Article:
Oct 11, 2007 (CIDRAP News) – Indonesian officials have reported an H5N1 avian influenza case in a 12-year-old boy in the Jakarta area, raising the country’s human case count to 109, according to news services.The boy is from the Jakarta suburb of Tangerang and is being treated in a Jakarta hospital, said Muhammad Nadirin, a spokesman for the health ministry’s avian flu center, according to a Reuters report published today.Nadirin said it was not clear how the boy was exposed to the virus, but some chickens had died in his neighborhood, according to the story.Eighty-seven of Indonesia’s H5N1 cases have been fatal, according to the World Health Organization (WHO). The WHO’s global count, which does not yet include the new Indonesian case, stands at 330 cases with 202 deaths.Meanwhile, five people with suspected avian flu in Indonesia’s North Sumatra province tested negative for the H5N1 virus, according to an Agence France-Presse (AFP) report published yesterday. The report quoted a spokesman named Momo at the avian flu information center.The five were among seven people from the same village who were admitted to a hospital in Medan, the provincial capital, Oct 6, AFP reported. Momo said he had no information on the other two patients.An earlier report from Antara, Indonesia’s national news agency, had said 8 people were hospitalized with suspected avian flu in Medan on Oct 7, including a pregnant woman and a 3-year-old.In other developments, H5N1 cropped up again in poultry in southern Vietnam this week after a 2-month absence, according to a Reuters report today.The Agriculture Ministry said ducks from a farm in the Mekong Delta’s Tra Vinh province tested positive for the virus, according to Reuters. Testing was done after five birds in an unvaccinated flock of 300 died. The rest of the ducks have since been destroyed by animal-health workers, the story said.Agriculture Minister Cao Duc Phat urged veterinary authorities this week to step up poultry vaccinations, Reuters reported. He said avian flu would soon reemerge among unvaccinated birds, especially as the weather cools in northern Vietnam.
O’Neill said: “These are two very important games in our qualifying campaign and we are looking forward to them. “The players are all now back in action with their respective clubs and will be ready for these games. “We will be training at the new FAI National Training Centre in preparation for the trip to Faro to take on Gibraltar and the home game against Georgia at Aviva Stadium. “The facilities are very impressive and we look forward to making this our training base for all future international camps.” Sheffield Wednesday’s Keiren Westwood is one of five goalkeepers named in the provisional party along with David Forde, Shay Given, Darren Randolph and Rob Elliot, with O’Neill confident he will be fit after bruising a kidney during Saturday’s 2-1 Sky Bet Championship defeat by Ipswich. There is a place too for Sunderland defender John O’Shea, who will hope to win his 105th and 106th international caps despite not yet kicking a ball in anger for his club so far this season. The two games, while on paper perhaps the least taxing of the Republic’s Group D campaign, are crucial if they are to maintain any hope of qualifying for next summer’s finals in France. The 1-1 draw with Scotland at the Aviva Stadium in June represented a significant blow to their chances of claiming even a play-off berth, and they can afford no slip-ups if they are to remain in the mix. Press Association Bournemouth midfielder Eunan O’Kane has earned a first senior call-up for the Republic of Ireland for next month’s Euro 2016 qualifiers against Gibraltar and Georgia. O’Neill’s men currently sit in fourth place in the group on nine points, two behind the Scots in third with Germany on 13 and leaders Poland on 14. Ireland won 2-1 in Georgia, thanks to an Aiden McGeady double, and beat Gibraltar 7-0 in Dublin at the start of the campaign in September last year, and they need maximum points once again to send them into their final two games in October – at home to Germany and in Poland – with their dreams still intact. Squad: David Forde (Millwall), Shay Given (Stoke), Keiren Westwood (Sheffield Wednesday), Darren Randolph ( West Ham), Rob Elliot (Newcastle), Richard Keogh (Derby), Marc Wilson (Stoke), Seamus Coleman (Everton), Cyrus Christie (Derby), John O’Shea (Sunderland), Alex Pearce (Derby), Ciaran Clark (Aston Villa), Paul McShane (Reading), James McCarthy (Everton), Jeff Hendrick (Derby), Stephen Ward (Burnley), Greg Cunningham (Preston), Harry Arter (Bournemouth), Glenn Whelan (Stoke), Eunan O’Kane (Bournemouth), Aiden McGeady (Everton), James McClean (West Brom), Alan Judge (Brentford), Robbie Brady (Norwich), Anthony Pilkington (Cardiff), Stephen Quinn (Reading), David Meyler (Hull), Wes Hoolahan (Norwich), Robbie Keane (LA Galaxy), Shane Long (Southampton), Daryl Murphy (Ipswich), Jon Walters (Stoke), Kevin Doyle (Colorado Rapids), Anthony Stokes (Celtic), David McGoldrick (Ipswich), Adam Rooney (Aberdeen), Simon Cox (Reading). The 25-year-old was one of three uncapped players – Brentford’s Alan Judge and Adam Rooney of Aberdeen are the others – included when manager Martin O’Neill announced a provisional squad of 37 on Tuesday afternoon. O’Kane’s club-mate Harry Arter, who made his debut in the friendly draw with England in June, is included despite missing the first two games of the Cherries’ campaign as he recovers from hip and groin injuries.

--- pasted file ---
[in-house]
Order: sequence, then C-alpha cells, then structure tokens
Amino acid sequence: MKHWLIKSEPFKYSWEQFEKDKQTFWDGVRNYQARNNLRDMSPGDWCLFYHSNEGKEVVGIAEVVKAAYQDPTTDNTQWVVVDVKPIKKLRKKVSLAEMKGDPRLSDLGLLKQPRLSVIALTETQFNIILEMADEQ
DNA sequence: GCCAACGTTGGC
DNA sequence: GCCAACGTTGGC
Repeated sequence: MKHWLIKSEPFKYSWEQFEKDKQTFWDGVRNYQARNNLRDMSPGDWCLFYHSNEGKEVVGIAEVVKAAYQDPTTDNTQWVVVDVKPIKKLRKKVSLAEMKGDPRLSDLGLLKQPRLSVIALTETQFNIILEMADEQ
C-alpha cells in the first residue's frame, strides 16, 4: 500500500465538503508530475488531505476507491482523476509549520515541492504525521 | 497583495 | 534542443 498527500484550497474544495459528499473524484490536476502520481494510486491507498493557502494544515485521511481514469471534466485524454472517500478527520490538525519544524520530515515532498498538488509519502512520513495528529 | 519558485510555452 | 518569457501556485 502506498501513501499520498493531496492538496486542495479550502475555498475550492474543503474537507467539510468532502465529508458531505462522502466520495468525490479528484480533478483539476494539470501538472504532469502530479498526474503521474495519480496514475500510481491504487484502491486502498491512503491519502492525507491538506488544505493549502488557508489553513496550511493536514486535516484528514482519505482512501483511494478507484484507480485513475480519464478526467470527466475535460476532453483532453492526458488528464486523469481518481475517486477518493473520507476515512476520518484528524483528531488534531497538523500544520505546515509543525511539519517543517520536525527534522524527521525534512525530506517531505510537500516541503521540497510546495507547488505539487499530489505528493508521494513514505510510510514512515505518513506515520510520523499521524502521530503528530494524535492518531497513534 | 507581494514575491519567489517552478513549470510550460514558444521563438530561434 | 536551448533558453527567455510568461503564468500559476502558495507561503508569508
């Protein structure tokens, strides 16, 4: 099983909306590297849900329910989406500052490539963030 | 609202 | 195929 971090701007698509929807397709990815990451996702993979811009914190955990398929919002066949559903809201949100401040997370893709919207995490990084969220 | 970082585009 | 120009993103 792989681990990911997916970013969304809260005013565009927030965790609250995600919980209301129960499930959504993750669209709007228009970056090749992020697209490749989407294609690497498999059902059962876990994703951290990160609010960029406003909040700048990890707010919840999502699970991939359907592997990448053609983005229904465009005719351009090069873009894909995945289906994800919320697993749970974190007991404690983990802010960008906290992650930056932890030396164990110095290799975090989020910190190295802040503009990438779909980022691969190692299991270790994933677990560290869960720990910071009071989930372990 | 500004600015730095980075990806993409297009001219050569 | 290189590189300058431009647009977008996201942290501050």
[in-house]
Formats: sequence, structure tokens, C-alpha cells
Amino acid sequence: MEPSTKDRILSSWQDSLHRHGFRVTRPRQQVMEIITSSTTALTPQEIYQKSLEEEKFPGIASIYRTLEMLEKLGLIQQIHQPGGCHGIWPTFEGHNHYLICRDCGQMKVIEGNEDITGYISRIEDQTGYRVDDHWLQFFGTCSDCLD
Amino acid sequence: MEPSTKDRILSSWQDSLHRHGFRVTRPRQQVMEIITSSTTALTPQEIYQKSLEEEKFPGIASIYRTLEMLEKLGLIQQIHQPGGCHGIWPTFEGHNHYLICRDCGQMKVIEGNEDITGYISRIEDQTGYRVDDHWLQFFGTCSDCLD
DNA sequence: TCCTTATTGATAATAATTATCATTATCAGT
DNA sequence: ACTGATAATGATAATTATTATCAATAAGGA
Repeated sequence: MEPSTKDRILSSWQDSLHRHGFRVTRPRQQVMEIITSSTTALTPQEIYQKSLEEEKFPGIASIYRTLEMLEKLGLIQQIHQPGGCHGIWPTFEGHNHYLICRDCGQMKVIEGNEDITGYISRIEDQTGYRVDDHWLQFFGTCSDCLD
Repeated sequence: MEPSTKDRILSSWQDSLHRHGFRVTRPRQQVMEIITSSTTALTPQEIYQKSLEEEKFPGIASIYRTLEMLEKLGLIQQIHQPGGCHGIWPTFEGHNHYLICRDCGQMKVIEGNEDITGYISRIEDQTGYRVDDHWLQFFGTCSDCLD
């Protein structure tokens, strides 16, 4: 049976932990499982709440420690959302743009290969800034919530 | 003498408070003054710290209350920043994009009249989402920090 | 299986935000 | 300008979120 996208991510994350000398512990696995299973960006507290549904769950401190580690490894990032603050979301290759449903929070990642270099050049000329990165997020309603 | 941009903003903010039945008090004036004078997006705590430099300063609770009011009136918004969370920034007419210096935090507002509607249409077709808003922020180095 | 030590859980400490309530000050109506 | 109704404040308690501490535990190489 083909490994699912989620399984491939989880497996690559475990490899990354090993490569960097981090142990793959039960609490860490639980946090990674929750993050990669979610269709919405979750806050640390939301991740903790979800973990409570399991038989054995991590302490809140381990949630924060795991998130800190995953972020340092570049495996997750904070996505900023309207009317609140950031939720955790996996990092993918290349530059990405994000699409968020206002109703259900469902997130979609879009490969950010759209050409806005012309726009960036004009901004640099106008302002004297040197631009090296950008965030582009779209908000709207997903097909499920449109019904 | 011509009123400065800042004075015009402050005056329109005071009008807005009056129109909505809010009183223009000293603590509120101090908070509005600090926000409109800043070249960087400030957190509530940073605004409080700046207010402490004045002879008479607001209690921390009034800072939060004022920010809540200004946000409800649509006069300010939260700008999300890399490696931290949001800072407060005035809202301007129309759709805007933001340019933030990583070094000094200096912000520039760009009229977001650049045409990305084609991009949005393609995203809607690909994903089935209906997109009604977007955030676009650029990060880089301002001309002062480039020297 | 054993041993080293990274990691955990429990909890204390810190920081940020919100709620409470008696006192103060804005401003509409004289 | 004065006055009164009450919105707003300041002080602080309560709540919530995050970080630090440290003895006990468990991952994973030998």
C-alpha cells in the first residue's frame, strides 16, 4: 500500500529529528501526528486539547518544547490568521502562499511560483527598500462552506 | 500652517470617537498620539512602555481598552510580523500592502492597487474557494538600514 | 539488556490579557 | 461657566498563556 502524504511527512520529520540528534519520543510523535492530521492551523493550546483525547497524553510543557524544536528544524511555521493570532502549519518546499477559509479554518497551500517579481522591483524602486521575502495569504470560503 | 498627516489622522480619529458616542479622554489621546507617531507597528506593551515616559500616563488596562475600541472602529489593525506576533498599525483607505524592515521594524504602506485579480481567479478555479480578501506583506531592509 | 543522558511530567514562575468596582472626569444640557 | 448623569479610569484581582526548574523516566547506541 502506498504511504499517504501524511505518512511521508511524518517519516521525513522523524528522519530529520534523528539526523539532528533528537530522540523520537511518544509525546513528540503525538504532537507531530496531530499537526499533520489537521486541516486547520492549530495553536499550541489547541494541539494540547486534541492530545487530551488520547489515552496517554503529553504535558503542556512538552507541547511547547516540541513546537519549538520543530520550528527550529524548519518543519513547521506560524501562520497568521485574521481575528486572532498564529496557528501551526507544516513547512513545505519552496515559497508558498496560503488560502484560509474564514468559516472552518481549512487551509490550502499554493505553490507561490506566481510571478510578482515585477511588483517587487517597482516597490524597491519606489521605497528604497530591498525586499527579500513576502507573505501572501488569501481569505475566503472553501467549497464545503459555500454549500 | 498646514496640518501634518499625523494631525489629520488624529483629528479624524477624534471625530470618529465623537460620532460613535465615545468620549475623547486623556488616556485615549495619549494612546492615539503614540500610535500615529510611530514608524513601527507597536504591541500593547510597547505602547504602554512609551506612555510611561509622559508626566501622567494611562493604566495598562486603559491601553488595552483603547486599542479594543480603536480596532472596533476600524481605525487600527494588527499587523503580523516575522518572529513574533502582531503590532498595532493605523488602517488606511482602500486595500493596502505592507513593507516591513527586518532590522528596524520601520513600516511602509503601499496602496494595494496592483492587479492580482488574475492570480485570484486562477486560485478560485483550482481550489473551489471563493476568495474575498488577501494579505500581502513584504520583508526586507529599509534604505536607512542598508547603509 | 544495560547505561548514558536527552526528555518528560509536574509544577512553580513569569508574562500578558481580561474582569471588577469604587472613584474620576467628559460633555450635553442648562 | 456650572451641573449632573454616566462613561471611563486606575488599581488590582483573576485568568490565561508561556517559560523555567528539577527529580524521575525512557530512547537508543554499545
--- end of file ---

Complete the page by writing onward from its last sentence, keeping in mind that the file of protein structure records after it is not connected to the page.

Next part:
GRAEME Smith, South Africa’s director of cricket, says that Quinton de Kock’s appointment as ODI captain is the first step in a succession plan aimed towards a successful challenge for the 2023 World Cup, as he confirmed that Faf du Plessis will not be reinstated as leader should he return to the team for the series against Australia in February.Speaking at a press conference in Johannesburg, Smith added that the selectors would review du Plessis’ remaining roles as Test and T20 captain at the conclusion of the England tour, but stressed the need for a “robust” discussion about his long-term future in the team.du Plessis, 35, hinted at the end of last week’s innings defeat in Port Elizabeth that the fourth Test at the Wanderers, starting today, could be his last on home soil.He has been short of runs in the past few months – his second-innings 36 was his highest score in six innings against England, in which time he has been averaging 18.83.And though du Plessis has earmarked South Africa’s Test tour of the West Indies in July as his farewell series, Smith is cautious about committing to the incumbent captain, both for that trip and for the T20 World Cup that takes place in Australia in November.“We see Faf playing a role as a player but from a leadership perspective, we felt the need to move on,” Smith said of the decision to hand over the ODI reins to de Kock. “Faf doesn’t see himself being around in 2023. Leadership has been an issue of late in South African cricket and we have made the decision to give Quinny an opportunity.“We feel tactically he is good, there are areas of his leadership that we all know we need to grow and develop but he is the right guy at this stage to take the one-day side forward.de Kock himself has said he plans to take a “street-smart” approach to his new role, and should it prove a success in the coming weeks against England and Australia, the role could yet be his for the T20 World Cup too.“With the World Cup around the corner, we need to go forward,” said Smith. “At the moment Faf is in that position but I need to sit with him post this Test series. He has got a bit of time because he is being rested from the one-day series so we will have some time to have a robust discussion on his future.“He is the South African Test captain. The next Test match we play after this series will be in the Caribbean – there is an extensive amount of time. I need to understand how he sees his future in the game.”Smith admitted that while his appointment prior to the England tour had helped to deflect some of the political issues away from du Plessis, he had still had to deal with more off-field issues than most international captains, not least given the absence of Temba Bavuma and the impact that has had on South Africa’s transformation targets.“For far too long, he has had too much to deal with and too many things to talk about, and I really wanted that not to happen in this series,” said Smith. “At times it has. Post these series, he and I can really sit down and work on how he sees his future and both of us can put our cards on the table.”In terms of du Plessis’ future in ODI cricket, Smith insisted that the loss of the captaincy did not necessarily mean the end of a white-ball career that began in January 2011, and that his extensive experience could still be important in a new-look squad.“His record in one-day cricket and T20 cricket is outstanding,” Smith said. “It will be silly of us not to have him involved. We’ve put a very young team on the table. Talented, yes, but we are up against the world champions. It could be a very daunting series for our guys, so we need to balance how we expose the youngsters with some senior players.”At the age of 27, de Kock ought to be entering his prime, but Smith acknowledged that as a young leader he will need support on and off the field to grow into his new role.“As CSA we are not going to throw him to the wolves,” said Smith. “He has had a bit of a taste of the leadership in India. We feel he is the right guy to go forward. We have got to support him and make sure he develops into an outstanding leader.”The T20 World Cup could also feature a return to South Africa colours for AB de Villiers, whose belated decision to make himself available for last year’s 50-over World Cup came too late for the selectors to include him.However, even at the age of 36, de Villiers remains one of the pre-eminent T20 batsmen in the world, and Smith said he was open to the prospect of his return. (ESPN Cricinfo)